Abstract: The Last Neandertals

Lecturer: April Nowell

Human evolution can be traced back 7,000,000 years.  Modern humans evolved in Africa only 200,000 years ago and as recently as 26,000 years ago we shared parts of the world with at least one other species—the Neandertals. Since the discovery of the first Neandertal remains in 1856 in Germany, this species has generated controversy, whether it is questions concerning their genetic relationship to modern humans, their capacity for language and artistic expression, or the reasons for their extinction. This lecture will present current research findings that are transforming our understanding of these ancient people and will focus, in particular, on the last surviving populations of Neandertals in Gibraltar.

 

Short bibliography and/or website on lecture topic (for lay reader):

The Humans Who Went Extinct: Why Neandertals Died Out and We Survived by Clive Finlayson. Oxford: Oxford University Press (2009).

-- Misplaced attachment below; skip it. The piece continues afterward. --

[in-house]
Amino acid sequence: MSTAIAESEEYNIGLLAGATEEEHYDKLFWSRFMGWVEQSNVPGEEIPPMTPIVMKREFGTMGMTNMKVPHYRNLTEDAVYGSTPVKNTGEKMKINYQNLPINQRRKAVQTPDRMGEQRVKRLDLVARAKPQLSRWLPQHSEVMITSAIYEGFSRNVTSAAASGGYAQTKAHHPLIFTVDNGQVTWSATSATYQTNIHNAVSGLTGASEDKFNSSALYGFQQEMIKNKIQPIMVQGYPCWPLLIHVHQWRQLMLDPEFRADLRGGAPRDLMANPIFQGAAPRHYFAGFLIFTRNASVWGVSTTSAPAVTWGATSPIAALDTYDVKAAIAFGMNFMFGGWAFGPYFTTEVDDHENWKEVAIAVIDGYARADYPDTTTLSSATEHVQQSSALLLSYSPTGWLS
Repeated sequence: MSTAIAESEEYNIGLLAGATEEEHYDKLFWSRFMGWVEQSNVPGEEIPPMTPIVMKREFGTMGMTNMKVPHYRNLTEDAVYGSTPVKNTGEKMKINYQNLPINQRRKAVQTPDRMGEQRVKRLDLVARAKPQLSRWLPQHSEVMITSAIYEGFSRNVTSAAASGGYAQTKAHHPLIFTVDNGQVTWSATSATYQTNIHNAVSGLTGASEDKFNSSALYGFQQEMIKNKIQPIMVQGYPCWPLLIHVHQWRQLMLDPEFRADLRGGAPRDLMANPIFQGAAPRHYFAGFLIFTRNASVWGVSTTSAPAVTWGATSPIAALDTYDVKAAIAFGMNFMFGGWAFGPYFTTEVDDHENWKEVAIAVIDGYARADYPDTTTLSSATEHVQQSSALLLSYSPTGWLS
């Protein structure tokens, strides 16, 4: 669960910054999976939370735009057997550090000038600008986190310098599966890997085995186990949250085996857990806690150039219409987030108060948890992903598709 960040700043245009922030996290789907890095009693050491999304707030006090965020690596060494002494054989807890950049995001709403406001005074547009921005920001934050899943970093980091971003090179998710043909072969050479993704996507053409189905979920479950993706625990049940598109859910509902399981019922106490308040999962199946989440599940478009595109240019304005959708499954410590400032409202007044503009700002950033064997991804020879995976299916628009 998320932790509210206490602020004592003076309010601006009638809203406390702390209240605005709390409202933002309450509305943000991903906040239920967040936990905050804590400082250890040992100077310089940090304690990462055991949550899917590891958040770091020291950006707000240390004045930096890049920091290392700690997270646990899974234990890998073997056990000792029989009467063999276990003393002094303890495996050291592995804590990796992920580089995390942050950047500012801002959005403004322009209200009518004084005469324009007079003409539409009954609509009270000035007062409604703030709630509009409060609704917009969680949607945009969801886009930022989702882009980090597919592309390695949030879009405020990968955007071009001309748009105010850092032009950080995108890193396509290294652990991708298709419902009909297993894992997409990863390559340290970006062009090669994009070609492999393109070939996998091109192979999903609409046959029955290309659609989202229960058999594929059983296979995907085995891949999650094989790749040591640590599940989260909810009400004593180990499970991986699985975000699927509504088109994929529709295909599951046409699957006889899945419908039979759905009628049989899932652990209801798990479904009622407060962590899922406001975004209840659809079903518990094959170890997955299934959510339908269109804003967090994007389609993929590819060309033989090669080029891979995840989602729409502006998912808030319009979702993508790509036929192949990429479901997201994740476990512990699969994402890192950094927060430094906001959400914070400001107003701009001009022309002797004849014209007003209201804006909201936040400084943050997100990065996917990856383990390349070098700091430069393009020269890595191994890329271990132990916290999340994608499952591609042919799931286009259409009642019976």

Cave Art by Jean Clottes, 2nd edition.  (2010).  Phaidon Press. 

The Mind in the Cave: Consciousness and the Origins of Art  by David Lewis-Williams.  (2004).  Thames and Hudson. 

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After receiving his Ph.D. from Princeton University, Nassos Papalexandrou taught at the University of Michigan, Ann Arbor for two years. Since 2001 he has been teaching Greek and Near Eastern Art and... Read More

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